In a story I read of an immigrant recalling his first impression of America, he said, “The coastline was rugged; like the American men themselves.”
Oh, how things have changed.
Traditional masculinity is on a sharp decline. 100 years ago, Theodore Roosevelt made the observation that “Men are becoming too office bound, too complacent, too comfortable with physical ease and moral laxity and are failing in their duties to exhibit masculine vigor.” Imagine if Roosevelt could see what so many men have become today.
As I sit in a café writing this, The Today Show is on the television airing the morning “news”. They are declaring that “traditional masculinity is toxic masculinity.” I suddenly am even more inspired to keep writing, so that I can share with you all about the seven greatest men I’ve ever known.
Alan Rundell, my grandfather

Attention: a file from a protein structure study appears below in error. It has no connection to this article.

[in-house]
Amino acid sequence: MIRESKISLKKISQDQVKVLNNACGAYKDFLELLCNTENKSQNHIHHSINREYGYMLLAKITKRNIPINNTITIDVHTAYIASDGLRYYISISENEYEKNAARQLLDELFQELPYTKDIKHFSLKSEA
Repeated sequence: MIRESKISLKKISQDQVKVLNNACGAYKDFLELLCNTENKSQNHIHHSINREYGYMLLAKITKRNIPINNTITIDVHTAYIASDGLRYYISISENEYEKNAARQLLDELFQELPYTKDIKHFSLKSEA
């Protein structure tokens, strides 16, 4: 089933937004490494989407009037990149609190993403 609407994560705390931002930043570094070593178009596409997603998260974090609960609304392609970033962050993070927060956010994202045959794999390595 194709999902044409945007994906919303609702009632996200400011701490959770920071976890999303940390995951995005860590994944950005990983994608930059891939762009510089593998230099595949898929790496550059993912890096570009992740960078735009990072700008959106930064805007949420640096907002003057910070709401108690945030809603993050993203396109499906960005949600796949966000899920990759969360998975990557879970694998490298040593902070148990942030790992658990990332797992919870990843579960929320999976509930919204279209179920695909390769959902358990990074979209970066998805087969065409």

My grandfather was a prison guard and the toughest man I ever met. He was a big man with a big presence. He would sit in his leather chair with his right hand resting on the chair’s arm and any time it got too loud in the room we would hear that big hand tap on the leather. Anyone in the room knew, without him saying a word, we had better pipe down quickly.
However, he was also the most romantic man I’ve ever known. Every day I watched him hold my grandmother’s hand, open her doors, blow her kisses, and flirt with her. Not a day passed without him singing her “their song,” Let Me Call You Sweetheart.